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Opinion

Play now, no mahjong in heaven

TO THE QUICK - Jerry Tundag - The Freeman

I have not seen "Maid in Malacañang" nor do I intend to watch it. But I do not see how that can prevent me from commenting on the furor the movie has generated. Besides, while my not having seen the movie indeed curtails my ability to make conclusions on matters of fact, it does open up my leverage to dwell on realms of the possible, which can be endless.

The main controversy that couches the movie, which is about the last 72 hours of the Marcoses in power, involves a short scene toward the end where Cory Aquino, after telling someone at the other end of a phone call to get the Marcoses out of the country, returns to a mahjong table and resumes playing with a group of nuns in white habits. All hell broke loose over this scene.

Most people assumed this alluded to Cory's stay with the Carmelite nuns of Cebu at the start of EDSA on February 22. But the Carmelites have brown habits, not white. And if Cory had to seek refuge at their monastery out of fear for her life, surely it would not be humanly possible for her to play mahjong or anything entertaining. But if the scene alluded to February 25 in Manila, then the circumstances would be different.

If Cory had just been on the phone in that scene with orders to get the Marcoses out, then it must have been February 25 in Manila with the person on the other end of the line being US Ambassador Stephen Bosworth. That day was happier for Cory. She was the new president and the Marcoses were on the way to exile. If she wanted to play mahjong or any other relaxing game, this was possibly the most conducive day.

This is not to say she did. But it was possible. Cory was known to play mahjong. Maybe the film's director just used his artistic license to show the celebratory mood of the moment. For me, I would rather have Cory depicted playing mahjong in celebration than traipsing around the room with nuns doing the "Dance of the little swans" from Tchaikovsky's "Swan Lake".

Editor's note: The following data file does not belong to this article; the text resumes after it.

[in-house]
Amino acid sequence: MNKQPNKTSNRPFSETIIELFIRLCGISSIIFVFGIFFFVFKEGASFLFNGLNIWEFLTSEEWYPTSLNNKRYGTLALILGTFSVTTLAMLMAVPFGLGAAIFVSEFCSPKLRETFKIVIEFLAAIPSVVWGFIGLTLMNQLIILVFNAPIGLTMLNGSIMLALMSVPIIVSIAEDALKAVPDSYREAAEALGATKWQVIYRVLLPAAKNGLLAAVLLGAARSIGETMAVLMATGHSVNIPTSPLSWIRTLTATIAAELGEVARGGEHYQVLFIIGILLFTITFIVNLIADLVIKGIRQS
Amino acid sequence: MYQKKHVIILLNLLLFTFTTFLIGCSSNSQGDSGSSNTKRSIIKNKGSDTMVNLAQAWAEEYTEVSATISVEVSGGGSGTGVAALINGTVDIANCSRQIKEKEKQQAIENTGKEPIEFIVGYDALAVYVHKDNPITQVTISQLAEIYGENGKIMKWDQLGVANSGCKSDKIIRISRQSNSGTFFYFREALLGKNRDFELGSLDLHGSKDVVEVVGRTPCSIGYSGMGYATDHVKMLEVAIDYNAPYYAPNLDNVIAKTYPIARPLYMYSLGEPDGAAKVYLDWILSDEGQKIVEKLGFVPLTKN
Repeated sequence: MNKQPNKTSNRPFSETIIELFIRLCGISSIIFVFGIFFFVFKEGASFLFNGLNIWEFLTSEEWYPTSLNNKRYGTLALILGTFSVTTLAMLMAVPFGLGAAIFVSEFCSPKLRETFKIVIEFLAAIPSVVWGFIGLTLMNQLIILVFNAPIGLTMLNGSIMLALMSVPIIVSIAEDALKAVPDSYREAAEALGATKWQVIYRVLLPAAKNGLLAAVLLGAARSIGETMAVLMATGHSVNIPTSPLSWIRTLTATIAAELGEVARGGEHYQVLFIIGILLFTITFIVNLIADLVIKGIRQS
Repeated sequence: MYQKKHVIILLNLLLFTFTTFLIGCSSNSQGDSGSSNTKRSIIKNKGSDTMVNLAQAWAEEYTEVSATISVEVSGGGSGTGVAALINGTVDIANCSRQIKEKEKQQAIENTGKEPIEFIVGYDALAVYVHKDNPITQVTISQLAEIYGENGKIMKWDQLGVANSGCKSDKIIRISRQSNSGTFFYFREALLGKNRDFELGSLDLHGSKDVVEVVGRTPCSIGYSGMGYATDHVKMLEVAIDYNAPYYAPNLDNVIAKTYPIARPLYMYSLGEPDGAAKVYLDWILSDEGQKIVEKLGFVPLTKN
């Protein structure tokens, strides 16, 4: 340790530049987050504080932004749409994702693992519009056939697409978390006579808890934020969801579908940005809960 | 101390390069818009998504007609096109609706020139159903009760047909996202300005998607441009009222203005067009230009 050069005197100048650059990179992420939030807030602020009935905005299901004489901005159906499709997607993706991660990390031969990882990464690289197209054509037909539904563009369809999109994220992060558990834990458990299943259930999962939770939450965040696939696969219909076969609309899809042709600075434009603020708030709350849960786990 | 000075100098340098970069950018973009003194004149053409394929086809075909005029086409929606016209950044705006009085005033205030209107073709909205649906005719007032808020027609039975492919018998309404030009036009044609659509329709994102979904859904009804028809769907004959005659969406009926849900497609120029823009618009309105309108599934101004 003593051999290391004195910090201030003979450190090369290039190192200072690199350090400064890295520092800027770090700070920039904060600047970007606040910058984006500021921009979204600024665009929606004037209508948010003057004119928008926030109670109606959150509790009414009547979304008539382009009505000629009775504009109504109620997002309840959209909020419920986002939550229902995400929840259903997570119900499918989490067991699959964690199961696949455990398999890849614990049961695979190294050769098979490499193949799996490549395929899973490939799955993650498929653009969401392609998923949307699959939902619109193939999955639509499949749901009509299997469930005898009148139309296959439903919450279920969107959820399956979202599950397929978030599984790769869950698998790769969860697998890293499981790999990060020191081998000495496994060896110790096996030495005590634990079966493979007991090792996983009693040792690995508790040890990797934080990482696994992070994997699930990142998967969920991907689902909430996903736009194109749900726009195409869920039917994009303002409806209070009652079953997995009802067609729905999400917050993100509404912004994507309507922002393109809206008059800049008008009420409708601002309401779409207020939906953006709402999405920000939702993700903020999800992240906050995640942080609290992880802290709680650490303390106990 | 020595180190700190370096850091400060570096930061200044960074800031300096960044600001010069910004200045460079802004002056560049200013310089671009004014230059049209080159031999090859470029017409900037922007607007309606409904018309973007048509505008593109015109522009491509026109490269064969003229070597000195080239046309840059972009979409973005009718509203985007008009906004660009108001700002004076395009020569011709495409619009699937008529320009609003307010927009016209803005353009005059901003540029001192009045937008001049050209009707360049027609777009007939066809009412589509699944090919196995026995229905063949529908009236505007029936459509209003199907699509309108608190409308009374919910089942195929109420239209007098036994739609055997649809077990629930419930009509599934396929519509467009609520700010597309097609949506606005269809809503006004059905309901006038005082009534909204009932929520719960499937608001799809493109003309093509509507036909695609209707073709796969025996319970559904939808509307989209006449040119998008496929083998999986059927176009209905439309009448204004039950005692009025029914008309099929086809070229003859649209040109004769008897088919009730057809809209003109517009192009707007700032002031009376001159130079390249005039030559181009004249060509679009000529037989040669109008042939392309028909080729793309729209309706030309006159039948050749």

As to nuns playing mahjong, who knows? It is a fact, though, that some priests play mahjong, among other games. So if some priests play mahjong, can nuns really be far behind? I do not know how to play mahjong but those who know tell me it is a relaxing game. Unless you play with bets, in which case, I was also told, the games can stretch overnight and it can become a drop-dead game.

I do not subscribe to the idea that nuns, just because they are nuns do not, cannot, and must not play mahjong or any other innocuous relaxing game. It is only when you inject malice that a game can become malicious. In fact, I would rather have nuns play mahjong as a recreational activity than have them seduced by communist ideas and go out in the streets protesting anything and everything there is to protest.

I would rather have nuns laugh and giggle in innocent banter as a break from the serious spirituality they have chosen to dedicate their lives than have them desecrate the church, my church, by turning it into a political launching pad for their favored political candidate. Having a little harmless fun is far more acceptable than the angry and scandalous manner with which religion has been politicized.

It is good that the movie has exploded into our consciousness for it has brought forth deep-seated feelings about things we thought must never be discussed in the open but which, once released, gives us an idea of what freedom truly means. In this life, we are all still very much human. No gods or saints here. No sacred utots waft the air. Let no fingers point in anger or for shame. We are all the same. Til Kingdom Come.

MAID IN MALACAñANG

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